networkx.DiGraph.update

DiGraph.update(edges=None, nodes=None)

Update the graph using nodes/edges/graphs as input.

Like dict.update, this method takes a graph as input, adding the graph’s noes and edges to this graph. It can also take two inputs: edges and nodes. Finally it can take either edges or nodes. To specify only nodes the keyword nodes must be used.

The collections of edges and nodes are treated similarly to the add_edges_from/add_nodes_from methods. When iterated, they should yield 2-tuples (u, v) or 3-tuples (u, v, datadict).

Parameters:
  • edges (Graph object, collection of edges, or None) – The first parameter can be a graph or some edges. If it has attributes nodes and edges, then it is taken to be a Graph-like object and those attributes are used as collections of nodes and edges to be added to the graph. If the first parameter does not have those attributes, it is treated as a collection of edges and added to the graph. If the first argument is None, no edges are added.
  • nodes (collection of nodes, or None) – The second parameter is treated as a collection of nodes to be added to the graph unless it is None. If edges is None and nodes is None an exception is raised. If the first parameter is a Graph, then nodes is ignored.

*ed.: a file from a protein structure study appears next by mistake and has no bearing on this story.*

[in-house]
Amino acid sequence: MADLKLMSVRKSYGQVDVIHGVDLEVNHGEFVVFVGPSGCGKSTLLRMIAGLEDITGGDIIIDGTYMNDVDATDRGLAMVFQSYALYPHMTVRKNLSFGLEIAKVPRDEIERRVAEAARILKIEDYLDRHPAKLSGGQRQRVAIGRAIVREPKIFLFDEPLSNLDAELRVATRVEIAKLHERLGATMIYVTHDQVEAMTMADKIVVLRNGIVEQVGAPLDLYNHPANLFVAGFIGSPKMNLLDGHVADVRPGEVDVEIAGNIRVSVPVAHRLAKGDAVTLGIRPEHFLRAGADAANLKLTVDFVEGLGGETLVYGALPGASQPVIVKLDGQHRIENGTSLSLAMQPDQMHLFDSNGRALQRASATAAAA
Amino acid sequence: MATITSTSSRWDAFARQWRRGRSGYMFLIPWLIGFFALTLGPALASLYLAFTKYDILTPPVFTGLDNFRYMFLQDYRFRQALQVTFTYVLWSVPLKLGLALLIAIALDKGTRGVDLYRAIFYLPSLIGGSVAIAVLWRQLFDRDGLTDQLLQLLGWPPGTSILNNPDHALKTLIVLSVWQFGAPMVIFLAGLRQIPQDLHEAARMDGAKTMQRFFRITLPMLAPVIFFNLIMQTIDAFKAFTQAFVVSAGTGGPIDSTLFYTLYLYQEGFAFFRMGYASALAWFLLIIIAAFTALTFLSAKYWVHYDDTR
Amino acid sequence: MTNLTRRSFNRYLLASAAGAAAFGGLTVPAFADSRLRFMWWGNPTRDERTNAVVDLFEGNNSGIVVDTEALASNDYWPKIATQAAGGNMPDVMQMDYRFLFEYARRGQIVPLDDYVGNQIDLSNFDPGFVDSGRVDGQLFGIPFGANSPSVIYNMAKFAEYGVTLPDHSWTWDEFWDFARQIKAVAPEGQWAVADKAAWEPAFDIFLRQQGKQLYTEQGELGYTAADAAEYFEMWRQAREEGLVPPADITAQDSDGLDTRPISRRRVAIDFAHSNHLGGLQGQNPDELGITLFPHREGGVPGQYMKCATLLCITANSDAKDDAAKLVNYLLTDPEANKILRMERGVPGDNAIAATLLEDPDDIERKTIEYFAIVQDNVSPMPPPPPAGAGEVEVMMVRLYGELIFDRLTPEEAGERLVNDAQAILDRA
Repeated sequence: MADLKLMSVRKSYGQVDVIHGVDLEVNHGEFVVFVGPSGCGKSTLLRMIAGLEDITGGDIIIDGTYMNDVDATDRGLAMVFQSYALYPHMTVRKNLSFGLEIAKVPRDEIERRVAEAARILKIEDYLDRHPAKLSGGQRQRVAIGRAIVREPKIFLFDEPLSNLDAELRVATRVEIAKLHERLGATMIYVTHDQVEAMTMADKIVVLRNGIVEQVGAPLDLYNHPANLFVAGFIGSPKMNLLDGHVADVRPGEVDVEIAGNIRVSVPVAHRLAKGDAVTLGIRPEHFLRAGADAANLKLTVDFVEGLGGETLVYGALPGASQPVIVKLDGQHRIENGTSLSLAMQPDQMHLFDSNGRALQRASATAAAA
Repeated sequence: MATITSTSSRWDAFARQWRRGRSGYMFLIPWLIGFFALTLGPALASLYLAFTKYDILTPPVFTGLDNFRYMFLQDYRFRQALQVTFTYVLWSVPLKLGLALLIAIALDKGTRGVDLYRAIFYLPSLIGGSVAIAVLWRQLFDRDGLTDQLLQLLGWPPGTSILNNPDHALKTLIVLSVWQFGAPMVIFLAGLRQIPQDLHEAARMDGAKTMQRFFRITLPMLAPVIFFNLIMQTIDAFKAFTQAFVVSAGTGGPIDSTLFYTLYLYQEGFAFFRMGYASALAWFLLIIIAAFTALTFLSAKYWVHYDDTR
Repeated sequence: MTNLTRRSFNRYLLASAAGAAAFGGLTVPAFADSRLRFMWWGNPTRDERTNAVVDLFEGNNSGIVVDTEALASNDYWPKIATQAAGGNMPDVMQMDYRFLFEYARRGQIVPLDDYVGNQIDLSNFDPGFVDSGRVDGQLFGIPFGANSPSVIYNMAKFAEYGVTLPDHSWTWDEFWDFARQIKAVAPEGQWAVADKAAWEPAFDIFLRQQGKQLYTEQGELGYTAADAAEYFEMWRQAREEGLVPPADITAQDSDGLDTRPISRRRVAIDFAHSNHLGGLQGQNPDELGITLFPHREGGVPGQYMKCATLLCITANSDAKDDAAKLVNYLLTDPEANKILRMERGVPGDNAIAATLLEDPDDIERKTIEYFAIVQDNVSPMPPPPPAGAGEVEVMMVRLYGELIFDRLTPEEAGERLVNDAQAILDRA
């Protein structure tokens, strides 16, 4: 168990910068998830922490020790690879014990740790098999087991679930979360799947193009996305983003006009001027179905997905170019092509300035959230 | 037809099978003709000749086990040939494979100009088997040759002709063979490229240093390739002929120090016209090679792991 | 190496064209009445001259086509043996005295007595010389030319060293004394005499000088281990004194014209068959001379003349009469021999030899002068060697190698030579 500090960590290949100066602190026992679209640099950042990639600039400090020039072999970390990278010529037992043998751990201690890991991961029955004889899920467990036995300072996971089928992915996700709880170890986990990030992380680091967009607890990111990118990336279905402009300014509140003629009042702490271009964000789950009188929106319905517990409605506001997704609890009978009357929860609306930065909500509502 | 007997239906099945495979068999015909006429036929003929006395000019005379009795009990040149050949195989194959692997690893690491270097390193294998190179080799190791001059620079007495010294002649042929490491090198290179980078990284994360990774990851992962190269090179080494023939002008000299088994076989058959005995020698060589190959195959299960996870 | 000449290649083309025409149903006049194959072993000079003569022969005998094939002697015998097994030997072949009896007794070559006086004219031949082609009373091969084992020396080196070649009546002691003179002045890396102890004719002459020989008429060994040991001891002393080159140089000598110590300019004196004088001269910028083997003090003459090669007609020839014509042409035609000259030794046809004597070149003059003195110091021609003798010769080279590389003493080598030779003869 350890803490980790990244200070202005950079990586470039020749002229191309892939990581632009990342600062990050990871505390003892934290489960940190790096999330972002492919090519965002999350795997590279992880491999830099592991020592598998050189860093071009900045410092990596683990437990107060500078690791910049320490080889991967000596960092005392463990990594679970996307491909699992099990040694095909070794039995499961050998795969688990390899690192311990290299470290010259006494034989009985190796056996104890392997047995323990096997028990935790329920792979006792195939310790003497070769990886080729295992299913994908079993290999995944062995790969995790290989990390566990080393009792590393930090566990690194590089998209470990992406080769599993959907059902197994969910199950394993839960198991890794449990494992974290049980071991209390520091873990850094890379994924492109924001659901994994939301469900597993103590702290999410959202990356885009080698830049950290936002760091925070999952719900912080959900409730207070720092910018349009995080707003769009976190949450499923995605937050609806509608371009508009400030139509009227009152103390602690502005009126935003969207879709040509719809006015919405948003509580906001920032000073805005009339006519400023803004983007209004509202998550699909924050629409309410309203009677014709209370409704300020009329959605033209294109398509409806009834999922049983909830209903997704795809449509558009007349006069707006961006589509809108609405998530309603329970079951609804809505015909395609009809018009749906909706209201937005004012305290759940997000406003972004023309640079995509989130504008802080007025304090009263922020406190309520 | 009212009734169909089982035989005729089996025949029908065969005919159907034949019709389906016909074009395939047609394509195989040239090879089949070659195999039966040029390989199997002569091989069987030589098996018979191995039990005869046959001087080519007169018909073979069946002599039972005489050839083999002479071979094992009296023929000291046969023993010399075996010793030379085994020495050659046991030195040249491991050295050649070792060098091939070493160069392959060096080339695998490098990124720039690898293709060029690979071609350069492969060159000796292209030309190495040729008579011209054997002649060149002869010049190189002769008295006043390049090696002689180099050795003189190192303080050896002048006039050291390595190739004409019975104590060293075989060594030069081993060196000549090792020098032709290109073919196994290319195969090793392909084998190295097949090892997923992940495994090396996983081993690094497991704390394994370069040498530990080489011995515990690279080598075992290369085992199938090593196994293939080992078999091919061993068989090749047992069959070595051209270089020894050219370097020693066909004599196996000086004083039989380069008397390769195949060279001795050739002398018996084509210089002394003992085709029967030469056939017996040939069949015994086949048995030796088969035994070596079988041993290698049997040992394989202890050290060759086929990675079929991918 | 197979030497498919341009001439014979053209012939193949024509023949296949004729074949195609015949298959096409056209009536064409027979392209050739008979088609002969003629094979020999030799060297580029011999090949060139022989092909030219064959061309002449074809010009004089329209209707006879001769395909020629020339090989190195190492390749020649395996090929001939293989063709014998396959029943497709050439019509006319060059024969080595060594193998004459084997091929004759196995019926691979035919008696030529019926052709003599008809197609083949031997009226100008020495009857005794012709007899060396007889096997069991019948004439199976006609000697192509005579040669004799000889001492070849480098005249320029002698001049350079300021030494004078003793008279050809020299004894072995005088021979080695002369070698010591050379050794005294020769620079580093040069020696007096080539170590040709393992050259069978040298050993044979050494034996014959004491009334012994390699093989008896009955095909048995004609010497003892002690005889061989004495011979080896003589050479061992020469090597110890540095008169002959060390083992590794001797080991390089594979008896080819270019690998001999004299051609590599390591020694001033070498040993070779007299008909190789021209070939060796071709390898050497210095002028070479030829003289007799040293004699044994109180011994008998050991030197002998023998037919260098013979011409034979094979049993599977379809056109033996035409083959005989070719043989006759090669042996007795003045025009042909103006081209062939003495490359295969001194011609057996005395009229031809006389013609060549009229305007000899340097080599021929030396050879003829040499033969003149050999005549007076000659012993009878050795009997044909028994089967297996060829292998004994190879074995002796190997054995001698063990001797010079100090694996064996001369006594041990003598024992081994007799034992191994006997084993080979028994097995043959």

Examples

>>> G = nx.path_graph(5)
>>> G.update(nx.complete_graph(range(4,10)))
>>> from itertools import combinations
>>> edges = ((u, v, {'power': u * v})
...          for u, v in combinations(range(10, 20), 2)
...          if u * v < 225)
>>> nodes = [1000]  # for singleton, use a container
>>> G.update(edges, nodes)

Notes

It you want to update the graph using an adjacency structure it is straightforward to obtain the edges/nodes from adjacency. The following examples provide common cases, your adjacency may be slightly different and require tweaks of these examples.

>>> # dict-of-set/list/tuple
>>> adj = {1: {2, 3}, 2: {1, 3}, 3: {1, 2}}
>>> e = [(u, v) for u, nbrs in adj.items() for v in  nbrs]
>>> G.update(edges=e, nodes=adj)
>>> DG = nx.DiGraph()
>>> # dict-of-dict-of-attribute
>>> adj = {1: {2: 1.3, 3: 0.7}, 2: {1: 1.4}, 3: {1: 0.7}}
>>> e = [(u, v, {'weight': d}) for u, nbrs in adj.items()
...      for v, d in nbrs.items()]
>>> DG.update(edges=e, nodes=adj)
>>> # dict-of-dict-of-dict
>>> adj = {1: {2: {'weight': 1.3}, 3: {'color': 0.7, 'weight':1.2}}}
>>> e = [(u, v, {'weight': d}) for u, nbrs in adj.items()
...      for v, d in nbrs.items()]
>>> DG.update(edges=e, nodes=adj)
>>> # predecessor adjacency (dict-of-set)
>>> pred = {1: {2, 3}, 2: {3}, 3: {3}}
>>> e = [(v, u) for u, nbrs in pred.items() for v in nbrs]
>>> # MultiGraph dict-of-dict-of-dict-of-attribute
>>> MDG = nx.MultiDiGraph()
>>> adj = {1: {2: {0: {'weight': 1.3}, 1: {'weight': 1.2}}},
...        3: {2: {0: {'weight': 0.7}}}}
>>> e = [(u, v, ekey, d) for u, nbrs in adj.items()
...      for v, keydict in nbrs.items()
...      for ekey, d in keydict.items()]
>>> MDG.update(edges=e)

See also

add_edges_from()
add multiple edges to a graph
add_nodes_from()
add multiple nodes to a graph